Inside India

The rise of Quick commerce in India

In the span of a year during the COVID pandemic, three delivery platforms in India – Swiggy, Zepto and Blinkit- started offering grocery deliveries below ten minutes. Consumers took to it and thus a new business was born. Quick commerce, or “Q-commerce” as it is also called, is essentially e-commerce with a delivery time below one hour, even if most of its players have in practice taken that limit below the 10-minute mark. This is in contrast to the standard delivery times of established e-commerce players such as Amazon, Flipkart, BigBasket or Jiomart, which favor pre-scheduled and slotted deliveries that go from a few hours to a full day.


What seemed to be yet another COVID-induced service, targeting a market of locked-up consumers in dire need of basic necessities ended up showing remarkable resilience after the pandemic. In fact, quick commerce has become the fastest growing channel in India right now, with estimates of growth in the coming years consistently above that of e-commerce as a whole. 13% of total online grocery sales are done through qCommerce, a figure that towers over the 7% in China and the 3% in the EU (per Indus Valley Report, 2024). At a more granular level, for example, qCommerce accounts for 10% of HUL’s ice-cream sales and 30% of Dabur’s beverages sales.


So the question writes itself. What is qCommerce’s ceiling? Will all online commerce in a few years be this quick? Is it limited to certain customer segments? To certain product categories?



What does make qCommerce attractive and profitable?

Why do people need to get their groceries in less than 10 minutes? The first non-COVID-related clear-cut use case for quick commerce was the craving. You are sitting at home, you feel hungry and there is nothing that you like in the kitchen. You call for a snack and a soda. The need is for right now and you are willing to pay the premium. A lot of the initial (and the best) customers for qCommerce were like this. Now, if this were the only clear use case, qCommerce players would not get very far. This is a less-than-frequent need, with a very small order size. So obviously they started looking at how to increase the frequency and size of that order.  Increasing the size of that order obviously requires expanding the number of products in offer so the app can nudge the consumer to pair the soda and the snack with some fruit and vegetables and soap and some other staples. And here lies one of the keys for qcommerce. The more you expand the SKUs available, the more difficult it is to ensure a) delivery below 10 minutes and/or b) profitability. Moreover, the more you expand the range of products for Qcommerce, the more you test the limits of what products are necessary to have in less than 10 minutes. For instance, Blinkit and Zepto seem to have had some initial success with consumer electronics. But is this just a result of a marketing push and some good cross-selling or does it respond to a real need? In other words, when you buy a phone online, do you need it in 10 minutes? Or would you trade some delivery time in exchange for other value (e.g., price, rewards, etc)? The answer to these questions is not yet known but will decide the ceiling for qCommerce.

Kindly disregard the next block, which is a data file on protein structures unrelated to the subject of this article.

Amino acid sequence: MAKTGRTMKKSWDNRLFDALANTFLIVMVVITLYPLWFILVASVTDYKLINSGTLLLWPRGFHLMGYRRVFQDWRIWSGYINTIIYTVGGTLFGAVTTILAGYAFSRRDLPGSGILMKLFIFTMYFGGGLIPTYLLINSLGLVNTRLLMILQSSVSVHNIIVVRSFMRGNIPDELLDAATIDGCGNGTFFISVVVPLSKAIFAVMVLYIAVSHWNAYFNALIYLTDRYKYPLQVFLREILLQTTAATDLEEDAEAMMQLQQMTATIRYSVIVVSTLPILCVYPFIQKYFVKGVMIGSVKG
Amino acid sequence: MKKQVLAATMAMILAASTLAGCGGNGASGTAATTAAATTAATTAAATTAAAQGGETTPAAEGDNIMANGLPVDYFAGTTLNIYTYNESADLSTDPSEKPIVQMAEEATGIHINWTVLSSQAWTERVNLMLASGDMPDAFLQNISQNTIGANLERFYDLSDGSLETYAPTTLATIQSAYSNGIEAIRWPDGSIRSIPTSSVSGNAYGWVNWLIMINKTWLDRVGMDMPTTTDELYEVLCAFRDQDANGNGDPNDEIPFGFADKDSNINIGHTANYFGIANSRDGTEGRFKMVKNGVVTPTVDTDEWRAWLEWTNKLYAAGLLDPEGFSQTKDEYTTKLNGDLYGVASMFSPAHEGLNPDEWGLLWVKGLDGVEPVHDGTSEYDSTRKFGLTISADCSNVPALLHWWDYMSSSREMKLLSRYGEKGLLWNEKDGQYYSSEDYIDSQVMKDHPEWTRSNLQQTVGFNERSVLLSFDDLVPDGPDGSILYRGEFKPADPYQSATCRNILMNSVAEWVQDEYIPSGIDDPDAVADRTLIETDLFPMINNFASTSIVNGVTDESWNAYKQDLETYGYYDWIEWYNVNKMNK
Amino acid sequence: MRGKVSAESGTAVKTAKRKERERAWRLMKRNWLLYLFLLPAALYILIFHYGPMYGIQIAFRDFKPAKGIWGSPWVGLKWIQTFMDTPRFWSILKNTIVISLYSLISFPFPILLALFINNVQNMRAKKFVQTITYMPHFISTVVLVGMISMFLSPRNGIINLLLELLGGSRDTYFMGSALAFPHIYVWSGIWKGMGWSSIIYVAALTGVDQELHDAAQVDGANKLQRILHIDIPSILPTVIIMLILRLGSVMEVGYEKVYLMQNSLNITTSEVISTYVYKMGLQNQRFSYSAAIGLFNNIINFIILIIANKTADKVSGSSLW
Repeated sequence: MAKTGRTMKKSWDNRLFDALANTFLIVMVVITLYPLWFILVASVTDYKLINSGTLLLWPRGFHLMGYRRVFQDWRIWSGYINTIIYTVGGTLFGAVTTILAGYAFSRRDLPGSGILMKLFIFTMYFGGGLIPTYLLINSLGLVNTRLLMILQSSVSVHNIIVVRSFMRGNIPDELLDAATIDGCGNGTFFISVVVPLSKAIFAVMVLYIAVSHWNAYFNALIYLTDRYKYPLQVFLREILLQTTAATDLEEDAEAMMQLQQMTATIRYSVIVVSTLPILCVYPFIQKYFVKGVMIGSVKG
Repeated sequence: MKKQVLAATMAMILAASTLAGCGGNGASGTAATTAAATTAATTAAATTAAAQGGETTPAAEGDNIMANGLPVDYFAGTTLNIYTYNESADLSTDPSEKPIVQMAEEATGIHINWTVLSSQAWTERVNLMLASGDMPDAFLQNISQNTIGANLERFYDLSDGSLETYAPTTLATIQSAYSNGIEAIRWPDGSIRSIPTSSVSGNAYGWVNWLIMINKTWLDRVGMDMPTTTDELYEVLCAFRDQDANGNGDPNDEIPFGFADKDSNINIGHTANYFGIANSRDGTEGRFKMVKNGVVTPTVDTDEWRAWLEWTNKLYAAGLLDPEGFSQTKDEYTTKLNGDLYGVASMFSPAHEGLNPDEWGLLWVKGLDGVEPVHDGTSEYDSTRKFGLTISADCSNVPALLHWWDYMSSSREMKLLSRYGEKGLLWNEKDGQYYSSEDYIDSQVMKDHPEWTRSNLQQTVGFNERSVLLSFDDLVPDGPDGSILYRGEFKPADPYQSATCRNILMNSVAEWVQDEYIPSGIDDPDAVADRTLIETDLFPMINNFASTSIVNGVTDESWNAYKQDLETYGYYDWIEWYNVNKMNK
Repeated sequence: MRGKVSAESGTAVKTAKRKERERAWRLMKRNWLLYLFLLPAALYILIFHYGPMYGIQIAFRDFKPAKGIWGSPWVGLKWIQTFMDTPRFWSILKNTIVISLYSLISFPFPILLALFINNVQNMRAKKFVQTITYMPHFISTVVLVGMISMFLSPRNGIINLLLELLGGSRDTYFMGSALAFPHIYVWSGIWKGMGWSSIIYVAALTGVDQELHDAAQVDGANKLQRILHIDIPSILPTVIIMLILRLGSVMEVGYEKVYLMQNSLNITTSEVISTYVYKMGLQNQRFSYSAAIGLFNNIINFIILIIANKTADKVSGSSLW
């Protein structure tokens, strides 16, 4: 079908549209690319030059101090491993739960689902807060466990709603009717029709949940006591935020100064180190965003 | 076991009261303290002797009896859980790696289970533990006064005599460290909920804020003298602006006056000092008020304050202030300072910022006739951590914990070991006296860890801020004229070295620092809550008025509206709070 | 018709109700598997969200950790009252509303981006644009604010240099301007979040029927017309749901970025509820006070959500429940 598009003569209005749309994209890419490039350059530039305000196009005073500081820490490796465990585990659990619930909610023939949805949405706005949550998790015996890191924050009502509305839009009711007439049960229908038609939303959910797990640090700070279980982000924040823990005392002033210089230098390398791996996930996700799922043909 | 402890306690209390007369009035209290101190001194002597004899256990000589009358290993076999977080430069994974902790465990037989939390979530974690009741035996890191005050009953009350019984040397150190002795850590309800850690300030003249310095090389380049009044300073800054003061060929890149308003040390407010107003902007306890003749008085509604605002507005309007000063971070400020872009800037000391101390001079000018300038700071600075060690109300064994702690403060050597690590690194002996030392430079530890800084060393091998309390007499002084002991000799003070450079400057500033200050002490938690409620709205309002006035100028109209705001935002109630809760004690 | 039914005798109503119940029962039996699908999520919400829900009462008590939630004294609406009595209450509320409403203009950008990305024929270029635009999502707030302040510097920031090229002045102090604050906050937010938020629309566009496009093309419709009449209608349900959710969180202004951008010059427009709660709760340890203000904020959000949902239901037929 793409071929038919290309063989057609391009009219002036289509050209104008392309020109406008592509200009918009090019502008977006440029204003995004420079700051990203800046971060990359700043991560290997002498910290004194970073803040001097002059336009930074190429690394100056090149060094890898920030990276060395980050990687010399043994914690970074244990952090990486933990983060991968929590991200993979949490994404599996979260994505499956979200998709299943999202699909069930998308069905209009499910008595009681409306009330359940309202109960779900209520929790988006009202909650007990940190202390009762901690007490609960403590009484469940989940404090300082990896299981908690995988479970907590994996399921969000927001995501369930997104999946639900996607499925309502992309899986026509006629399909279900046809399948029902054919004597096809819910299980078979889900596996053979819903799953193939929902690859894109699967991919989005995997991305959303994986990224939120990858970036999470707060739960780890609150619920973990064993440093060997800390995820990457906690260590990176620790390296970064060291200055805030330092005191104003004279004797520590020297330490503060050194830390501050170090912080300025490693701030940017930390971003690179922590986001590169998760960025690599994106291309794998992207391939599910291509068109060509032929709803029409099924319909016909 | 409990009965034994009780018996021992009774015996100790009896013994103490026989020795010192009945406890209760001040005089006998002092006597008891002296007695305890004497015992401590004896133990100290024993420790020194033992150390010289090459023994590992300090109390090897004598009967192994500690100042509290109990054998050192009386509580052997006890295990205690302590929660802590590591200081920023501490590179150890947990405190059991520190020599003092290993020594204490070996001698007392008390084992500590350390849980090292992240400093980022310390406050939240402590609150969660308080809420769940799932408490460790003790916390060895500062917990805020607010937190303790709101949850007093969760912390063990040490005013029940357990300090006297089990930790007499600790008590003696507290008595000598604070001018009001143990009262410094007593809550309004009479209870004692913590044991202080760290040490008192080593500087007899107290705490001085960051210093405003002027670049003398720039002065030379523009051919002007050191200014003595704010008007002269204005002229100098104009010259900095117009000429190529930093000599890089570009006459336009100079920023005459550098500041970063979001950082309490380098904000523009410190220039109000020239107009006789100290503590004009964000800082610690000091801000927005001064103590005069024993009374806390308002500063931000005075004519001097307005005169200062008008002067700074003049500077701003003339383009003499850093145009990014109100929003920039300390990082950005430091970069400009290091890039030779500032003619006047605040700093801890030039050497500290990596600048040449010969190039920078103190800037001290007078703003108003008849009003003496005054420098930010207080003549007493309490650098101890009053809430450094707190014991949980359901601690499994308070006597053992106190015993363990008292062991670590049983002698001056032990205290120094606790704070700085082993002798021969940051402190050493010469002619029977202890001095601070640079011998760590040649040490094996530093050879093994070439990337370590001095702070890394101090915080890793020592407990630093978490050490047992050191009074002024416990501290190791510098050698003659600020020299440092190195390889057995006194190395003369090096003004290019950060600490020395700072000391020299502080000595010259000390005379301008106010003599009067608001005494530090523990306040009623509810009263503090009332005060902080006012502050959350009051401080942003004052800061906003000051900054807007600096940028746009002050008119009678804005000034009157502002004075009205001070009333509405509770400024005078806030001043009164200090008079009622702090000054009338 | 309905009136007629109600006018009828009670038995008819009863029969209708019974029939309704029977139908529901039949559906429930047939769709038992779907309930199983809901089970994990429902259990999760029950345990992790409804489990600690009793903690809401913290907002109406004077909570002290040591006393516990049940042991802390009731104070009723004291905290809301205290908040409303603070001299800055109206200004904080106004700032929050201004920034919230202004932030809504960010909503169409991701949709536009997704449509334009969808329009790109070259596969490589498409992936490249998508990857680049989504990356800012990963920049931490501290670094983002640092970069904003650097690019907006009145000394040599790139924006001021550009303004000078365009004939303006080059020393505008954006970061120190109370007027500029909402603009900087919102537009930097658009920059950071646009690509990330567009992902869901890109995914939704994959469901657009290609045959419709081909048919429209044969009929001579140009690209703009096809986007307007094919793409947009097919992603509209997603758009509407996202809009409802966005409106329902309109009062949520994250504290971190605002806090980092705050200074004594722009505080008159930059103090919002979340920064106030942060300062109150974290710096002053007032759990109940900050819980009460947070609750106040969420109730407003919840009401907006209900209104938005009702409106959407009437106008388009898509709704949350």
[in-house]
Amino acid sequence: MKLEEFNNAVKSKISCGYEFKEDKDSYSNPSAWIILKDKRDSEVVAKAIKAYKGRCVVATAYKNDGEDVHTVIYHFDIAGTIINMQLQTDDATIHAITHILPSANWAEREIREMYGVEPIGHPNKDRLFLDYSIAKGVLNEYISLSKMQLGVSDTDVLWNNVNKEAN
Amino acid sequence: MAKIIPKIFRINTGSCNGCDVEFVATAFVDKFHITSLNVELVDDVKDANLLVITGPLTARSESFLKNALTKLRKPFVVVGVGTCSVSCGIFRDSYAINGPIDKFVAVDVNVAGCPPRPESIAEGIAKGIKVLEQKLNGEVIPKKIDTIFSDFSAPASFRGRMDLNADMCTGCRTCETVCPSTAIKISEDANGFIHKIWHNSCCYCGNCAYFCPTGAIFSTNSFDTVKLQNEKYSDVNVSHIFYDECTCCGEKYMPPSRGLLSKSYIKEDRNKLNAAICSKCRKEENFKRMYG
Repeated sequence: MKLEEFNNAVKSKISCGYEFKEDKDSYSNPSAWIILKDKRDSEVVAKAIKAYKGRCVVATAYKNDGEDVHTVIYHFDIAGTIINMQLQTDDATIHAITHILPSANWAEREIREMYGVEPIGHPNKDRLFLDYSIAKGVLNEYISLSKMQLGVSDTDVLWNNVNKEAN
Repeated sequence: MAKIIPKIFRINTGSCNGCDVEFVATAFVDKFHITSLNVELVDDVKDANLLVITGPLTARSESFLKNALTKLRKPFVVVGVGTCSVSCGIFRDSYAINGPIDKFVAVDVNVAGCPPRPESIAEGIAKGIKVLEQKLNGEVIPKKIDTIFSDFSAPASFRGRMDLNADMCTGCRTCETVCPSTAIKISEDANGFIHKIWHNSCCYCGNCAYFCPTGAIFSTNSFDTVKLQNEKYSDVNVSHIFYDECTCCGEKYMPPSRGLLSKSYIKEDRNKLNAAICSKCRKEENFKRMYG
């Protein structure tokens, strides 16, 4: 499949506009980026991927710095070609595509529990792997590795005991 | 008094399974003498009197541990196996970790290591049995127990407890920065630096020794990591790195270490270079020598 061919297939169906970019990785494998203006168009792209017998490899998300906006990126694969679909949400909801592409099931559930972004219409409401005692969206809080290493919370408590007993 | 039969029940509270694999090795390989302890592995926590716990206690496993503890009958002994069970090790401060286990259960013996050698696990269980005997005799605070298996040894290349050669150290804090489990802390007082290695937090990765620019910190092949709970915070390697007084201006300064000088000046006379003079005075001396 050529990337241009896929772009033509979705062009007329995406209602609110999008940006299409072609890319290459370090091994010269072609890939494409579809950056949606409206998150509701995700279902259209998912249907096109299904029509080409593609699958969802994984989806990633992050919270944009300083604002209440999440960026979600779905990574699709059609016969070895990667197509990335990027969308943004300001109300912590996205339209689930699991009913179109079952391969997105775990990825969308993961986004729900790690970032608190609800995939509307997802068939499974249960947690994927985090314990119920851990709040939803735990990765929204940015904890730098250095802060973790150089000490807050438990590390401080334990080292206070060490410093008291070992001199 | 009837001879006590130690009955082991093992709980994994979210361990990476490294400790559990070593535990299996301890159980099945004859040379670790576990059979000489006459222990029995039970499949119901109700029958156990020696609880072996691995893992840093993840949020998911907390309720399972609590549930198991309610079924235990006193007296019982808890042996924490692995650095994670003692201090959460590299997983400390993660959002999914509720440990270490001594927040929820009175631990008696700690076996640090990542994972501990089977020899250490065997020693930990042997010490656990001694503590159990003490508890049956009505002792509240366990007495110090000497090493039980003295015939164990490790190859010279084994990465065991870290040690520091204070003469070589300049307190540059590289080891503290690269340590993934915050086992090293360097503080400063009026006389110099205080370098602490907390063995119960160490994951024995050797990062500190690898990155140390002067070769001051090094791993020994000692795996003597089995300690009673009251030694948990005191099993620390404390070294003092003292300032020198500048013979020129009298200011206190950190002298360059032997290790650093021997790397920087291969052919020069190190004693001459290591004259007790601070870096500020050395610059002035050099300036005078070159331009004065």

Perhaps the biggest threat to the other e-commerce companies is not what qCommerce is doing right now but what it could invent in the future. Today, qCommerce companies are collecting unbelievably granular data of customer decisions. They are capturing when exactly you have a crave for something, how much time you spend searching and what factors influence in your decision. Then they are using those data to optimize the delivery chain. qCommerce typically uses “dark stores” (i.e., non-descript properties in buildings that serve as last-mile warehouses to service consumers) and making the dark store unit economics work is the ultimate path to profits. Players in this field have spent the past years refining their inventory management and their understanding of demand to do that. That is the reason why the unit economics for the average store have improved so significantly over time. At some point, you have just the right number of stores in a city, each with the right number of SKUs for that neighborhood and you have a consumer that keeps giving you data about her habits in more and more product lines. That is a very very good place for a delivery company to sit in. And coming just at the right time, when ONDC promises to give an advantage to the companies that can integrate pieces of the network (e.g., delivery, storage, customer aggregation and service).